By Peter GelderlohThe New York Time is reporting that the first two years of President Trump’s presidency are the darkest since the Great Depression.
But the article doesn’t mention the term “post-traumatic stress disorder” and the title is misleading.
The Times article refers to a study published in the Journal of Traumatic Stress and uses the term to refer to the effects of depression and other mental illnesses.
It doesn’t make clear what it is that the study refers to, other than saying the symptoms are the result of the trauma of an ongoing attack by the enemy.
The term post-traumatic syndrome is a psychiatric term that means a person has experienced an intense experience that changes their perception of reality, causing them to become confused, upset, anxious, and unable to cope.
It’s not a mental illness.
Post-traumatic symptoms are just symptoms of the experience.
The term has been used to describe the effects that PTSD and other PTSD-related illnesses have on people and organizations.
For example, people with Post-Traumatic Stress Disorder (PTSD) are at higher risk for violence, addiction, and suicide.
The Department of Veterans Affairs has a website that tracks mental health problems and suicides.
It says the number of suicides and related injuries in the United States increased by 8% in 2016, with the majority of the increase occurring in veterans.
The National Institutes of Health has published research that shows people who have been diagnosed with PTSD and/or other mental illness are at increased risk for suicidal thoughts and behaviors.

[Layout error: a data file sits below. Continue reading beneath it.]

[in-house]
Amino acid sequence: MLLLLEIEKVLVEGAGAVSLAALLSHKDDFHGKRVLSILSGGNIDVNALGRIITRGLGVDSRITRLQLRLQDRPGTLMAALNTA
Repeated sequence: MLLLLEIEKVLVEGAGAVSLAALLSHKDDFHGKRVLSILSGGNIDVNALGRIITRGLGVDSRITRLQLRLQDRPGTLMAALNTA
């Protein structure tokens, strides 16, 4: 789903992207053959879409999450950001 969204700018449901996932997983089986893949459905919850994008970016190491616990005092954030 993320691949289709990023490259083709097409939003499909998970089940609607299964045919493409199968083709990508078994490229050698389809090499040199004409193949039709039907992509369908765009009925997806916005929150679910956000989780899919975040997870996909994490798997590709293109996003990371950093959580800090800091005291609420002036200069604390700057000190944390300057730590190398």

They are also more likely to be depressed and have poorer quality of life than those without such mental health conditions.
The American Psychological Association has a list of disorders that may contribute to PTSD symptoms and a list that includes PTSD-associated stress reactions, which can lead to emotional and behavioral symptoms such as panic attacks, insomnia, irritability, and feelings of helplessness.
The American Psychiatric Association says people with PTSD are more likely than others to have thoughts of harming themselves or others, to experience intrusive thoughts about suicide, and to suffer from depression and anxiety.
In 2017, President Trump signed the VA Accountability Improvement Act that provided for greater accountability for the Department of Veteran Affairs and increased protections for veterans with PTSD.
The VA Accountability Act also increased the VA’s financial responsibility for mental health care, including a requirement that all VA facilities and facilities of the Department’s Health Care Service Provider Network (HCPCN) be staffed by VA mental health clinicians.
It was also the year the president signed the Veterans Choice Act, which provided veterans with financial assistance to purchase private health insurance.
The article also includes a quote from the president, which doesn’t seem to mention PTSD or PTSD-like symptoms.
“I believe that we are all in the same boat and we all have the same basic needs, but when the time comes to do something about it, we need to get together as a nation and find solutions.”
The article says that the “post war era” began during the Great War, but it doesn’t say which era it was.
The New England Journal of Medicine has a history of using the word “post” to refer not to the war but to the period between the end of World War I and World War II.
But it is not clear what the word means in relation to the Great Recession, which has lasted for almost a decade.